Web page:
Warehouses in the Desert


A starving South Sudan's lifeline is locked in a humanitarian hub thousands of miles away.

A starving South Sudan's lifeline is locked in a humanitarian hub thousands of miles away.

In regions where the blood-soaked earth has yet to produce a single crop in years, people count on food to literally fall from the sky.

Airdrops rain down a crucial lifeline for the dozen or so communities made into humanitarian hubs throughout South Sudan, feeding a country that teeters on the brink of famine.

A gruesome civil war has eaten up its countryside and subjected its citizens to alleged war crimes and mass rape. But for many South Sudanese, the airplane-shaped shadows in the clouds overhead bring more than just the promise of the next meal. They offer a rare glimpse of basic humanity.

If their own government isn’t willing to swoop in and help, at least someone else will.

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A United Nations World Food Programme helicopter delivers supplies to distressed communities in Ganyiel, South Sudan.

At just five years old, South Sudan is the youngest nation in the world, struggling to stand on its own. More than half of its entire population is starving. Another 2.3 million have fled their homes, forced to evade rebels by taking refuge in the dense and hopelessly remote swampland.

While its two-year civil war may technically be over, the more than 700,000 South Sudanese refugees who fled to neighboring countries still await word that it’s safe to return home. Political instability has trapped citizens in the middle of an ongoing power struggle. Targeted violence, particularly against women, persists in lieu of government protection.

Hope of a political solution in South Sudan rests on the horizon. But until then, citizens wait for the next shipments to arrive.

Crisis Relief

South Sudan is regularly aided by an air drop service that provides basic necessities to over 90,000 people.

Sudan

Melut

Malakal

Bentiu

Aweil

Ethiopia

Akobo

Wau

Nyal

Pibor

Rumbek

Central African Republic

Bor

Mingkaman

Juba

kenya

democratic republic of the congo

Juba, Capital of South Sudan

Aid delivery locations

Uganda

Source: Logistics Cluser Concept of Operations, 2016, WFP; Graphic by Nicholas Kiray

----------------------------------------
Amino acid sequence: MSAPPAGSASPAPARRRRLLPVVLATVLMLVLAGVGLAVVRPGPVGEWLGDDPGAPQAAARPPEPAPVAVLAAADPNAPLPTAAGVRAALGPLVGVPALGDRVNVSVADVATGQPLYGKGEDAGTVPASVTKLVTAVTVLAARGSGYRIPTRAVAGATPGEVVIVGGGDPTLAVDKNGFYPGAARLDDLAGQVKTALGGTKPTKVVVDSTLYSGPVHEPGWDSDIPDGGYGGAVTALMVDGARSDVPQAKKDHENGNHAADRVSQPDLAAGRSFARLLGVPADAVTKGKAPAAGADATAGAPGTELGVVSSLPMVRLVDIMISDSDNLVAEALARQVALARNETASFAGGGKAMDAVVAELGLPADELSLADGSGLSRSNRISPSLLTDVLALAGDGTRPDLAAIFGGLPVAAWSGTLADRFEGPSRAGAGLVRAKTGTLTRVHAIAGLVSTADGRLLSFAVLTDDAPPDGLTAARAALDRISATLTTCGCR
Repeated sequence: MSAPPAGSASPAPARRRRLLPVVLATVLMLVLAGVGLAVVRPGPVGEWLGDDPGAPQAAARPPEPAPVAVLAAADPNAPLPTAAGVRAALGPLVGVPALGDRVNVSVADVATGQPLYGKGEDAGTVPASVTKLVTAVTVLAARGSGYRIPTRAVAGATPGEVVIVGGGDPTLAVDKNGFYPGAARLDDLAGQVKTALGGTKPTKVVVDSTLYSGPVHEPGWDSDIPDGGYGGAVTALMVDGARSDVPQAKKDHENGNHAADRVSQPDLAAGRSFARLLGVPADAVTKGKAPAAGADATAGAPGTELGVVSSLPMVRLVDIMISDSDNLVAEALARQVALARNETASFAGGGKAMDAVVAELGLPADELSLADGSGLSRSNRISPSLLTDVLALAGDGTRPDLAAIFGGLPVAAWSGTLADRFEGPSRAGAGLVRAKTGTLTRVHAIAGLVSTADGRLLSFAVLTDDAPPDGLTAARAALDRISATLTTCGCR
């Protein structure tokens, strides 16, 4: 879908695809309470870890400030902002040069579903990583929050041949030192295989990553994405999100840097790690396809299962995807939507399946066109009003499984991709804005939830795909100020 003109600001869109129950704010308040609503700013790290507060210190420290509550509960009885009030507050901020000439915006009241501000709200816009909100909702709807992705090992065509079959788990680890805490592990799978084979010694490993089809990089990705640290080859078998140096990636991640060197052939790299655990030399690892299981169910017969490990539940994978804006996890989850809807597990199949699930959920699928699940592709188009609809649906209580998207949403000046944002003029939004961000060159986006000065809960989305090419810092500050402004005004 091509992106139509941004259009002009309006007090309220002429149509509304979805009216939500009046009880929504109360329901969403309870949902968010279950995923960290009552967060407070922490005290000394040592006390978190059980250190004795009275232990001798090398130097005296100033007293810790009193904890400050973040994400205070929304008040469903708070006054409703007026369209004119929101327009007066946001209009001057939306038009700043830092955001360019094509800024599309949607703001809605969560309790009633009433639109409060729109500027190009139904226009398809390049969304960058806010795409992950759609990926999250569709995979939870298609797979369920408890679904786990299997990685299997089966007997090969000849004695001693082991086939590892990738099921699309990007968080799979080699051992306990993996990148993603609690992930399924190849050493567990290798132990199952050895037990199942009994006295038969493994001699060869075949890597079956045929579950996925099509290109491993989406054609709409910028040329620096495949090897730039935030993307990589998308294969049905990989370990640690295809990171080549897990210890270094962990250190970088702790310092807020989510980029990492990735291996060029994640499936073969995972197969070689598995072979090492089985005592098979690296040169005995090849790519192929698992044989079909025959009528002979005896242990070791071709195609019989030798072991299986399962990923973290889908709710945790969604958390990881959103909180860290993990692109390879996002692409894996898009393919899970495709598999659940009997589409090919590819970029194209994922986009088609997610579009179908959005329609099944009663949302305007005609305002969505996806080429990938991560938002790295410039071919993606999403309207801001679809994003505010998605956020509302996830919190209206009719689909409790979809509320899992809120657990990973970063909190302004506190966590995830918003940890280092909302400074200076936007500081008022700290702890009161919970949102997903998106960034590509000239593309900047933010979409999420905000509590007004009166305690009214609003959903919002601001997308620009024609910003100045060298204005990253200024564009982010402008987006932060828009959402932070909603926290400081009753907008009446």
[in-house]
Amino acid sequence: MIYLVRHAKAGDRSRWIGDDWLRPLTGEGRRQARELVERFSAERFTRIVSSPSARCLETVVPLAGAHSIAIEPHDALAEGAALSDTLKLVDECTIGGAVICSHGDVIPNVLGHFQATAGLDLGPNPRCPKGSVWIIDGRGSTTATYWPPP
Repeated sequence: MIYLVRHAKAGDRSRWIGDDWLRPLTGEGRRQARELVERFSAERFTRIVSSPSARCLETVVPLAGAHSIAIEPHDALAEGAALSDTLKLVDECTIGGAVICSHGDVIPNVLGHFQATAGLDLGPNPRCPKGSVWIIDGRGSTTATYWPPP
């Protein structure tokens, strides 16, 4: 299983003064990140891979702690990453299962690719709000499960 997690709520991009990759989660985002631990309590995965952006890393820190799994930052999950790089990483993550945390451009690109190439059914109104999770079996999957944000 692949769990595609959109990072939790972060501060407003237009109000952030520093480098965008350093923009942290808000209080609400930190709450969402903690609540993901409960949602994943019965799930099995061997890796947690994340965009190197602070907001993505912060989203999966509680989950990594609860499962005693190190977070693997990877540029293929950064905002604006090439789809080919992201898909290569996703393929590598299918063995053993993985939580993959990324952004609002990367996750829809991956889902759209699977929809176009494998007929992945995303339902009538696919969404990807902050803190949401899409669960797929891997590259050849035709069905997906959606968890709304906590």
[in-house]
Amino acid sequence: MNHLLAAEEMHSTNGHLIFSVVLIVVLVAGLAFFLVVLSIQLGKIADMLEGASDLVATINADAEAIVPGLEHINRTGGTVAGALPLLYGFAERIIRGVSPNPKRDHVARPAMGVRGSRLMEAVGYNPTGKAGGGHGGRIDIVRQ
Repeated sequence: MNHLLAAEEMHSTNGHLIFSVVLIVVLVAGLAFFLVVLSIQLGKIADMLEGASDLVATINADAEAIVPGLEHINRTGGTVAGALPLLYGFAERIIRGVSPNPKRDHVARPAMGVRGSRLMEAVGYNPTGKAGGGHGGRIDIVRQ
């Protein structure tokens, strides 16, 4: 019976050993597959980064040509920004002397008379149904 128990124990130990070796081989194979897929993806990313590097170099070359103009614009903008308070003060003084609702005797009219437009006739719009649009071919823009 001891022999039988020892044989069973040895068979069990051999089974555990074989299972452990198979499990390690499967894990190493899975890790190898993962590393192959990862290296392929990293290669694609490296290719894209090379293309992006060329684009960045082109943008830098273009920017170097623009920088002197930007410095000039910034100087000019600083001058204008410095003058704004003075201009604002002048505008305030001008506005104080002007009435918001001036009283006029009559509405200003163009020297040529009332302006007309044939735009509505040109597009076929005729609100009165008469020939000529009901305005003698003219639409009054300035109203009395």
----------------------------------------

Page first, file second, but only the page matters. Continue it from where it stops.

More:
Crisis Relief

South Sudan is regularly aided by an air drop service that provides basic necessities to over 90,000 people.

Melut

Sudan

Malakal

Bentiu

Aweil

Ethiopia

Akobo

Wau

Nyal

Pibor

Rumbek

Central African Republic

Bor

Mingkaman

Juba

kenya

democratic republic of the congo

Juba, Capital of South Sudan

Uganda

Aid delivery locations

Source: Logistics Cluser Concept of Operations, 2016, WFP; Graphic by Nicholas Kiray

Crisis Relief

South Sudan is regularly aided by an air drop service that provides basic necessities to over 90,000 people.

Melut

Sudan

Malakal

Bentiu

Aweil

Ethiopia

Akobo

Wau

Nyal

Pibor

Rumbek

Central African

Republic

Bor

Mingkaman

Juba

kenya

democratic republic

of the congo

Uganda

Juba, Capital of South Sudan

Aid delivery locations

Source: Logistics Cluser Concept of Operations, 2016, WFP; Graphic by Nicholas Kiray

Crisis Relief

South Sudan is regularly aided by an air drop service that provides basic necessities to over 90,000 people.

Sudan

Melut

Malakal

Bentiu

Aweil

Akobo

Ethiopia

Nyal

Wau

Pibor

Rumbek

Central

African

Republic

Bor

Mingkaman

Juba

kenya

democratic republic

of the congo

Uganda

Juba, Capital of South Sudan

Aid delivery locations

Source: Logistics Cluser Concept of Operations, 2016,

WFP; Graphic by Nicholas Kiray

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Goods are stored in warehouses located inside the International Humanitarian City, a distribution hub in Dubai, United Arab Emirates for a consortium of international relief agencies.

Humanitarian groups are increasingly becoming the link between societies unbound by international borders. They are the firefighters who run into burning buildings and stick around to rebuild long after the embers die out.

The number of crises around the world grow by the day as one area of instability feeds into another. The amount of foreign aid donated by wealthy countries has steadily risen to record-highs over recent years, with no apparent ceiling in sight.